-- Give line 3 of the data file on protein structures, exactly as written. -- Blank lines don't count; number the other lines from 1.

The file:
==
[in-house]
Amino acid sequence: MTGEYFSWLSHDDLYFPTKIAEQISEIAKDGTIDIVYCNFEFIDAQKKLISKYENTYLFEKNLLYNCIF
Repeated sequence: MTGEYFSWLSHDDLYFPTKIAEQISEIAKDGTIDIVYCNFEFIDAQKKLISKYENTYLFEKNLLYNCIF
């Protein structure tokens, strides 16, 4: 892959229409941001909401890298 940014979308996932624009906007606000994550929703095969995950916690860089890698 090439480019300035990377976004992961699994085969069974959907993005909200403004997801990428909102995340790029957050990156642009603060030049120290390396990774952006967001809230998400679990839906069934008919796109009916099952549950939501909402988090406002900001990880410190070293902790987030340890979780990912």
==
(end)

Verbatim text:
Repeated sequence: MTGEYFSWLSHDDLYFPTKIAEQISEIAKDGTIDIVYCNFEFIDAQKKLISKYENTYLFEKNLLYNCIF